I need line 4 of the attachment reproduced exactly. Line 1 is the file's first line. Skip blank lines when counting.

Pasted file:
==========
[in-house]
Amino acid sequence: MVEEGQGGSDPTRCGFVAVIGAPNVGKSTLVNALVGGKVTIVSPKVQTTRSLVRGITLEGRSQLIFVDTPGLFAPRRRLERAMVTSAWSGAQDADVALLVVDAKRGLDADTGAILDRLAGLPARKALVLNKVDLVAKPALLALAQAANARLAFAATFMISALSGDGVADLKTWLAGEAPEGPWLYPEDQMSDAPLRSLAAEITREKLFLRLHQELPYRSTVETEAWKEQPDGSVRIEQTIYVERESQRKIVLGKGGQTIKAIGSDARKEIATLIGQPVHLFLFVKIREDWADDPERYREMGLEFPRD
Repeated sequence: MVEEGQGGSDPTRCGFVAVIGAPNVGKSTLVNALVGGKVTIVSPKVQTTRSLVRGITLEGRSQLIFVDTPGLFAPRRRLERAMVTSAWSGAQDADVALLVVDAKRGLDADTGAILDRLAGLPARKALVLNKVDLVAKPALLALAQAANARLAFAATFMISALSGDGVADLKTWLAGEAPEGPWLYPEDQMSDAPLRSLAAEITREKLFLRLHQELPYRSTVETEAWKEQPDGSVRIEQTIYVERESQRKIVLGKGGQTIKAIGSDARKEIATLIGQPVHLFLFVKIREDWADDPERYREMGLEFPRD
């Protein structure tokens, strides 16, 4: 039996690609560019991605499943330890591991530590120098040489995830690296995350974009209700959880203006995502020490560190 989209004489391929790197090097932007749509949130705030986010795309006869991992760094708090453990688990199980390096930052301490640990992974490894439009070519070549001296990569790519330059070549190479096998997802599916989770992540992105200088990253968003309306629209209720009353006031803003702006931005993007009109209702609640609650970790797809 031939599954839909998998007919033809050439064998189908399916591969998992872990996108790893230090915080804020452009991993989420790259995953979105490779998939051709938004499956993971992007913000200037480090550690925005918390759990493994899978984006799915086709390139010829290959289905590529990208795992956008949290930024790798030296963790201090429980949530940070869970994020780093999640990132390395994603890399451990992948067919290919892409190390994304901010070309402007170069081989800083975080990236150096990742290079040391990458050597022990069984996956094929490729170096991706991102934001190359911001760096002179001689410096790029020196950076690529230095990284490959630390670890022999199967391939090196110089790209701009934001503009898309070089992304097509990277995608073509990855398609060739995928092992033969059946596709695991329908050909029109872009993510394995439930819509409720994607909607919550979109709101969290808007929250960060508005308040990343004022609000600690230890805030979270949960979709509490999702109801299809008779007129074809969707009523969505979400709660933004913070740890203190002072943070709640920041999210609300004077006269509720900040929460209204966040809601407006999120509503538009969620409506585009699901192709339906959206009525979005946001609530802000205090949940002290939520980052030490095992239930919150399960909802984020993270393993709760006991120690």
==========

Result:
């Protein structure tokens, strides 16, 4: 039996690609560019991605499943330890591991530590120098040489995830690296995350974009209700959880203006995502020490560190 989209004489391929790197090097932007749509949130705030986010795309006869991992760094708090453990688990199980390096930052301490640990992974490894439009070519070549001296990569790519330059070549190479096998997802599916989770992540992105200088990253968003309306629209209720009353006031803003702006931005993007009109209702609640609650970790797809 031939599954839909998998007919033809050439064998189908399916591969998992872990996108790893230090915080804020452009991993989420790259995953979105490779998939051709938004499956993971992007913000200037480090550690925005918390759990493994899978984006799915086709390139010829290959289905590529990208795992956008949290930024790798030296963790201090429980949530940070869970994020780093999640990132390395994603890399451990992948067919290919892409190390994304901010070309402007170069081989800083975080990236150096990742290079040391990458050597022990069984996956094929490729170096991706991102934001190359911001760096002179001689410096790029020196950076690529230095990284490959630390670890022999199967391939090196110089790209701009934001503009898309070089992304097509990277995608073509990855398609060739995928092992033969059946596709695991329908050909029109872009993510394995439930819509409720994607909607919550979109709101969290808007929250960060508005308040990343004022609000600690230890805030979270949960979709509490999702109801299809008779007129074809969707009523969505979400709660933004913070740890203190002072943070709640920041999210609300004077006269509720900040929460209204966040809601407006999120509503538009969620409506585009699901192709339906959206009525979005946001609530802000205090949940002290939520980052030490095992239930919150399960909802984020993270393993709760006991120690």